Sustainable fishing and alternative livelihood for communities living adjacent to the Ponta do Ouro Marine Reserve
The Ponta do Ouro Partial Marine Reserve is a priority conservation area in southern Mozambique. This zone is protected to ensure the preservation of representative ecosystems and species as well as for the benefit of the state, private companies and communities, subjects to permissible levels of resources extraction.
Few alternatives exist for local communities adjacent to the reserve who still rely on fish for food and income. The fishing and marine harvesting methods practiced exhaust and often destroy the natural resources and species these communities rely on. More, uncontrolled fishing upsets the balance in critical marine ecosystems.
Maputo bay and Inhaca Island have been identified as crucial areas for intervention within the reserve. Furthermore, as new conservation laws and regulation are set up to protect the country’s natural resources, not enough is done to assist local communities to adapt to new emerging restrictions and challenges.
The main objective of this project, proposed by Peace Parks Foundation, is to conserve the biodiversity and natural marine ecosystems within this zone, whilst at the same time promoting economic growth and development, based on controlled and sustainable use of the area’s natural resources by local communities.
The project will be implemented through three different stages:
Much has changed in and around Maputo Bay area over the past decade and there is a great need to establish current and detailed data about the ecosystem, fishing and marine harvesting as well as characteristics (demographic and socio-economic) of the communities in this area. Various activities are planned such as identifying and assessing the status of critical habitats and ecosystems (of among other coral reefs, sea grass beds, beaches, mangroves, rock platforms and intertidal sand flats), researching and monitoring human activities and impacts and determining the conservation regulations’ impact on these communities. It is also planned to monitor the commercial and recreational shores as well as boat fishing within the reserve.
Development and implementation of sustainable fishing practices and management strategies:
Based on the results obtained from first stage, decisions will be made on the degree of intervention for each species, ecosystem and habitats. Then, various potential interventions will be considered as determining the legal rights of communities to resources use, establishing designated areas for fishing and tourism experience within the protected area, enforcing seasonal fishing patterns and providing the use of appropriate net size, investigating aspects such as fish sanctuaries as natural sources from which fish resources can benefit and investigating the possibility of aquaculture and mariculture projects in zone where alternative livelihood options are limited.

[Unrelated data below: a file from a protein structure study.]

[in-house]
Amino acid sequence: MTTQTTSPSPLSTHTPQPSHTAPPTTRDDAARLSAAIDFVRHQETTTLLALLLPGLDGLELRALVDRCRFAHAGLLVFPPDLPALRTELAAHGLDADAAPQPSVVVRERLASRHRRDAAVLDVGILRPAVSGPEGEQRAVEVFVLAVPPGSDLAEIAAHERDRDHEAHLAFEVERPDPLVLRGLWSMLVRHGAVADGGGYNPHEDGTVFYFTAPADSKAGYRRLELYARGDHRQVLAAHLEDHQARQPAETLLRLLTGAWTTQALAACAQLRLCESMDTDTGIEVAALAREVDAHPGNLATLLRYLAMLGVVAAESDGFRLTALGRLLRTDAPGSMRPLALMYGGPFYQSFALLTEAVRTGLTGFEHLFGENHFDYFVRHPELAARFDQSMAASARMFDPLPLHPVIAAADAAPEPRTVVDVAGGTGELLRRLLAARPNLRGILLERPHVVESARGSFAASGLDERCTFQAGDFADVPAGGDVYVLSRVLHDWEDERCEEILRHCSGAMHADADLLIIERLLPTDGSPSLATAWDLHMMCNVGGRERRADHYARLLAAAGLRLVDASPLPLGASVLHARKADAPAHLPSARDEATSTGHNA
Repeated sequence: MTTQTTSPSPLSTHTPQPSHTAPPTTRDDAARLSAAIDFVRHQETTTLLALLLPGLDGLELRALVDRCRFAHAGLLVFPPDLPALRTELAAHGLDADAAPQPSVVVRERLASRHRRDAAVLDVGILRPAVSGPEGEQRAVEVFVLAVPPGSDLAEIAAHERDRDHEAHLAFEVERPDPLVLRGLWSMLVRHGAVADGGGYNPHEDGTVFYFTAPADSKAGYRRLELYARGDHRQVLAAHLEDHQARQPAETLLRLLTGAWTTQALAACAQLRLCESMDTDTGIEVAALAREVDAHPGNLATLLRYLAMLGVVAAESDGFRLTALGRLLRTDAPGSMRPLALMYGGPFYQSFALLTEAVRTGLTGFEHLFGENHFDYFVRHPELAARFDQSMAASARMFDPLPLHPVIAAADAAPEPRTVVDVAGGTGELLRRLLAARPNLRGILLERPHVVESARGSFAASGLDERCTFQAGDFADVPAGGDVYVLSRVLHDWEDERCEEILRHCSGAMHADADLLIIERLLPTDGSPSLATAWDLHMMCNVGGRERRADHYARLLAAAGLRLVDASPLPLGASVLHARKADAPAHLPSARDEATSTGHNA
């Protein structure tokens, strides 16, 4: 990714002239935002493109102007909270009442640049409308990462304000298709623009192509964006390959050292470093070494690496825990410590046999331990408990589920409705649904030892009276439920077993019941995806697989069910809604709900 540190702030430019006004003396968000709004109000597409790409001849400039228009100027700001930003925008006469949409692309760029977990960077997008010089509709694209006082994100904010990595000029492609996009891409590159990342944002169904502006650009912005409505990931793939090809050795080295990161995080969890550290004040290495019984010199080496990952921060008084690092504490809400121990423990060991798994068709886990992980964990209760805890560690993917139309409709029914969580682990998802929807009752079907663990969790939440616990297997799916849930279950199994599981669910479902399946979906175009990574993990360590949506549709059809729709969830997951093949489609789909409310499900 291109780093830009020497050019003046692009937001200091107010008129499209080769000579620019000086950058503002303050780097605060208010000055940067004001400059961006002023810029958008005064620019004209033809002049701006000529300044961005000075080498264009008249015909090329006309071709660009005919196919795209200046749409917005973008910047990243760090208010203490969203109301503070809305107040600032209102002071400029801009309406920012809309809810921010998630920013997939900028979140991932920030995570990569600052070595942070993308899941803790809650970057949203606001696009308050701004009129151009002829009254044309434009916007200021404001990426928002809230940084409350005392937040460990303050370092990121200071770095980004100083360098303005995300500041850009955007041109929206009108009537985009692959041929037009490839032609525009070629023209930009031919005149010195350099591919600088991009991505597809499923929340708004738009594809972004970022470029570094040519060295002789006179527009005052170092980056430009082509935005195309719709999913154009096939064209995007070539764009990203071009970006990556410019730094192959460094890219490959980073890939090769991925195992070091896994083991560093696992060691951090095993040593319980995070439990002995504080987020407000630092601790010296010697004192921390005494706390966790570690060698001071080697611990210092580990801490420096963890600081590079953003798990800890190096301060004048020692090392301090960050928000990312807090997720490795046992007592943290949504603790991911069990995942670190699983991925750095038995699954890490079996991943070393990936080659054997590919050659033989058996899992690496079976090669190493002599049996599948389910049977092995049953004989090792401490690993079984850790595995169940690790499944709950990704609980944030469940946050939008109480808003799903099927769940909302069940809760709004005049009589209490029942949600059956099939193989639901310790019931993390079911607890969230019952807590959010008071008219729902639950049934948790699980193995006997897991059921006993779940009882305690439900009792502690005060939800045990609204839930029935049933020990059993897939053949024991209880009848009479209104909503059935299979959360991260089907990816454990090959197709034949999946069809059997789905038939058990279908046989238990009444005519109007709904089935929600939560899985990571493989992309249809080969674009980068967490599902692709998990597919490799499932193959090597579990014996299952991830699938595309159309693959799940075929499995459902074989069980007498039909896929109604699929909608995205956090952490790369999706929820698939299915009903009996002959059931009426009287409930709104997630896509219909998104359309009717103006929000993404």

Alternative livelihood strategies:
Coupled with the development and implementation of sustainable fishing practices, the Community Development Facility (CDF) will identify and develop alternative livelihoods for communities impacting or affected by this project. The CDF is a joint initiative between the Government of Mozambique, COmON Foundation and Peace Parks Foundation intended to serve as financing mechanism to unlock community enterprise and socioeconomic development opportunities. It will target community-based agriculture, conservation and tourism related opportunities that align with the objectives of the reserve.
This part of the project will include: identifying communities who will most benefit from alternative livelihoods strategies, investigating options for locally appropriate and suitable projects that can be implemented at household and community level, discussing options with the communities. The final objective is to build a strong Community Public Private Partnership based on the natural resources adjacent to the reserve and assisting communities with unlocking the economic potential of these alternative livelihoods through support programs and linkage. Community members could be engaged in enterprises development providing fresh produce, crafts, marine products or village based tourism opportunities.
This part of the programs also aims to ensure that the value of conservation and marine ecosystems is well understood and appreciated, and therefore supported, by all relevant stakeholders of the reserve, for the purpose of conservation and ecotourism. It will also ensure equitable benefits to affected communities.
Final report summary:
- Research findings have been produced on critical habitats and ecosystems, artisanal human activities, the impact of conservation regulations and the extent of recreational and commercial fishing and marine harvesting in the Maputo bay. A monthly catch monitoring is done by CTV.
- 2 Conselho Comunitario de Pesca (CCPs – formally recognized community fisheries councils), with 162 members in Santa Maria and 244 in Mabuluco, have now structures to operate. 244 fishers were newly registered. Awareness-raising actions were implemented notably in schools in Machangulo.
- A detailed strategy and implementation plan with viable alternative livelihood options and budgets was developed through 2 studies.
- 12 freezers have been distributed through a local micro-loan agency to improve quality and quantity of fish sales. Tilapia culture at two pilot sites, involving 12 fishermen, have been set up. 33 youths received a vocational training with provision of business start-up kits, 126 in English courses and 34 students in IT. Savings and credit groups have been developed in 4 villages and are already functional in 2.
Check out information on this project’s phase 2 here.